Darvish, former big leaguer Ramirez win MVP honors in Japan

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darvish.jpg23-year-old Nippon Ham Fighters ace Yu Darvish and Venezuelan outfielder Alex Ramirez took home the Japanese league MVP awards on Wednesday.
Darvish, who probably qualifies as one of the world’s top 10 pitchers, earned the Pacific League honor despite making just 23 starts this season. He went 15-5 with a 1.73 ERA and a 167/45 K/BB ratio in 182 innings. As spectacular as he was, his performance can’t be regarded as much more valuable than that Hideaki Wakui, who went 16-6 with a 2.30 ERA and 199 strikeouts in 211 2/3 innings for Seibu.
Also making a case for the award was Seibu third baseman Takeya Nakamura, who hit 48 homers to lead the league by nine. He hit .285/.359/.651 overall. Outfielder Teppei Tsuchiya was the league’s leading hitter, coming in at .327/.391/.504 with 13 steals.
Ramirez won a second straight Central League MVP despite finishing with slightly weaker numbers than teammate Michihiro Ogasawara. Ramirez came in at .322/.347/.544 with 31 homers and 103 RBI, while Osagawara hit .309/.384/.543 with 31 homers and 107 RBI.
Ramirez played in the majors for the Indians and Pirates in from 1998-2000, hitting .259/.293/.437 with 12 homers in 332 at-bats. The outfielder is up to 287 homers in nine seasons in Japan.
The Central League’s top pitcher was 24-year-old Wei-Ying Chen. In his first full year in the rotation, he went 8-4 with a 1.54 ERA and four shutouts in 24 starts. Former major leaguer Dicky Gonzalez finished third in the league with a 2.11 ERA.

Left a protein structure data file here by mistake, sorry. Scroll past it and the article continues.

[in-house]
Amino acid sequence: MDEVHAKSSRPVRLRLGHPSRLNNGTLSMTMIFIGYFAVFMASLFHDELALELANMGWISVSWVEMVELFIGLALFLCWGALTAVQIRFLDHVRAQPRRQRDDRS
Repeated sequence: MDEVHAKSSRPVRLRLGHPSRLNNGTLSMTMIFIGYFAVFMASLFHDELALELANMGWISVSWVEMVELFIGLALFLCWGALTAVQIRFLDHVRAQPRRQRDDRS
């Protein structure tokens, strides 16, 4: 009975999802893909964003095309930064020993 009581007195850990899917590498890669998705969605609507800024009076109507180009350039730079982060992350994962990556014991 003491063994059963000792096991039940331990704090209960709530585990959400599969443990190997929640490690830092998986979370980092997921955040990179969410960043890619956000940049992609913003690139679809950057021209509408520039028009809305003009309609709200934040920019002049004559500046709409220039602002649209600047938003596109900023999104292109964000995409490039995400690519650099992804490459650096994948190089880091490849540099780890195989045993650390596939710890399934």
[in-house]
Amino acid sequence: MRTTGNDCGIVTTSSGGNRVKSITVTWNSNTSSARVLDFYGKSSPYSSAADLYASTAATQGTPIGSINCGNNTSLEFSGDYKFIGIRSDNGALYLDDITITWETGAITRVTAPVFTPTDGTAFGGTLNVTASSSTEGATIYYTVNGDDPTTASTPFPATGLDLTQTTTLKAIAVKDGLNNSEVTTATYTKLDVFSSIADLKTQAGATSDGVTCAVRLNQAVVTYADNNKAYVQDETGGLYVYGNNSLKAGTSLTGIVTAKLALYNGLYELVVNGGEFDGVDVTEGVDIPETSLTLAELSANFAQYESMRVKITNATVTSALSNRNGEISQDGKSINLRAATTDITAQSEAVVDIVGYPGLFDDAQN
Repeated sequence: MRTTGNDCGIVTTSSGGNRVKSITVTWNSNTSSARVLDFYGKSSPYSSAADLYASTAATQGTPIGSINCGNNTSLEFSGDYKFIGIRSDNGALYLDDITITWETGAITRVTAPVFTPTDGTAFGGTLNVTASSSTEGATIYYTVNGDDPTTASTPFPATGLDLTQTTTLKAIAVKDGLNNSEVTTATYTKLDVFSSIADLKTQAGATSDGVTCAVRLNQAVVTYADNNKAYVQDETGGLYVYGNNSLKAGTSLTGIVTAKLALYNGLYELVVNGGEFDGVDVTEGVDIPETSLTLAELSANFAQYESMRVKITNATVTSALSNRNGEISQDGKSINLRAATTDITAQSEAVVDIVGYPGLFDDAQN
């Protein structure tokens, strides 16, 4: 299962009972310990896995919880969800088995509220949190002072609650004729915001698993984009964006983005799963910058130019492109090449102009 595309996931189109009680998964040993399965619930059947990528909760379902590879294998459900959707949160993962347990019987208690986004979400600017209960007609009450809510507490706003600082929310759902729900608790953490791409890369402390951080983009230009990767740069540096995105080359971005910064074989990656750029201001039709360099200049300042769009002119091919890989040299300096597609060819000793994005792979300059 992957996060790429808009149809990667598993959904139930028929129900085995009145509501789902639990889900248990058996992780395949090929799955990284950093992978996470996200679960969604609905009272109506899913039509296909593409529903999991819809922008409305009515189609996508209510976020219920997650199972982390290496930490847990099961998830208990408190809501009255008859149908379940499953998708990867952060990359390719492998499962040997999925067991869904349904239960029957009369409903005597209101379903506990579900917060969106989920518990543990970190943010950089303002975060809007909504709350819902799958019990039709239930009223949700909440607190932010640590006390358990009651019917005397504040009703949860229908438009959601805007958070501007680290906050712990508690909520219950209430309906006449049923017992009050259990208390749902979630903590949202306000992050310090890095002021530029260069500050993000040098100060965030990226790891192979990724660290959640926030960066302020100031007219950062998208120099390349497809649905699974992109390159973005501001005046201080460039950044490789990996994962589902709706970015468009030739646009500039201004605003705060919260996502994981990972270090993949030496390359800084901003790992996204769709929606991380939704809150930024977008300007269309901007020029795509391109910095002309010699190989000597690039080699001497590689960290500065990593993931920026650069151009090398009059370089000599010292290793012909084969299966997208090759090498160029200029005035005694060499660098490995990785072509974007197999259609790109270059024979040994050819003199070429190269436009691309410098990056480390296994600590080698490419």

Aaron Judge set a new postseason strikeout record

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For a few days, it looked like Aaron Judge was finally hitting his stride in the postseason. He was still striking out at a regular clip, piling more and more strikeouts atop the 16 he racked up in the Division Series, but he was mashing, too. He engineered a three-run homer during Game 3 of the Championship Series, followed by another blast and game-tying double in Game 4. His one-out double helped pad a five-run lead in Game 5, while his 425-footer off of Brad Peacock barely made a dent during a 7-1 loss in Game 6. And then Lance McCullers‘ curveball found and fooled him, as it did five of the 14 batters it met in Game 7:

The strikeout was Judge’s first of the evening and 27th since the start of the playoffs. No other major league batter has racked up that many strikeouts in a single postseason, though Alfonso Soriano’s 26-strikeout record in 2003 comes the closest. Within that record, Judge also collected three golden sombreros (four strikeouts in a single game), narrowly avoiding the dreaded platinum sombrero (five strikeouts in a single game).

It’s an unfortunate footnote to a spectacular year for the rookie outfielder, who decimated the competition with 52 home runs and 8.2 fWAR during the regular season and was a pivotal part of the Yankees’ playoff run. Thankfully, the image of McCullers’ curveball darting just under Judge’s bat won’t be the image that sticks with us for years to come. Instead, it’ll look something like this: